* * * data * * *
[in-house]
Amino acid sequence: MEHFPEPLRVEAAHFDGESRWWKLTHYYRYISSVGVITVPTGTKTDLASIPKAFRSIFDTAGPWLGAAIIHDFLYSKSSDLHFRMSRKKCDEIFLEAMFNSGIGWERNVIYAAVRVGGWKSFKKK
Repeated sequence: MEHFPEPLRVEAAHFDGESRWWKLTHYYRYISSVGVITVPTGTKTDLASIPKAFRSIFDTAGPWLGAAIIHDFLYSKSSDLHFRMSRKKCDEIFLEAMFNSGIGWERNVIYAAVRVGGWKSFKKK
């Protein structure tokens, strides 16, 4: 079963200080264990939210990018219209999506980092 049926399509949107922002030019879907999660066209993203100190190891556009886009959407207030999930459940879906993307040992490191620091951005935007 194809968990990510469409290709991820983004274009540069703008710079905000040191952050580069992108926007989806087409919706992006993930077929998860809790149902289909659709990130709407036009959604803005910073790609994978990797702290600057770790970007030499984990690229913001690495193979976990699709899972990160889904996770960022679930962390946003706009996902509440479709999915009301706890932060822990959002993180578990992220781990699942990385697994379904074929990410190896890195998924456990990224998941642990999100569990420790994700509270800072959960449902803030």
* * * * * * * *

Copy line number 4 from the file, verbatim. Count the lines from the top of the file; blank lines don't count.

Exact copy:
């Protein structure tokens, strides 16, 4: 079963200080264990939210990018219209999506980092 049926399509949107922002030019879907999660066209993203100190190891556009886009959407207030999930459940879906993307040992490191620091951005935007 194809968990990510469409290709991820983004274009540069703008710079905000040191952050580069992108926007989806087409919706992006993930077929998860809790149902289909659709990130709407036009959604803005910073790609994978990797702290600057770790970007030499984990690229913001690495193979976990699709899972990160889904996770960022679930962390946003706009996902509440479709999915009301706890932060822990959002993180578990992220781990699942990385697994379904074929990410190896890195998924456990990224998941642990999100569990420790994700509270800072959960449902803030």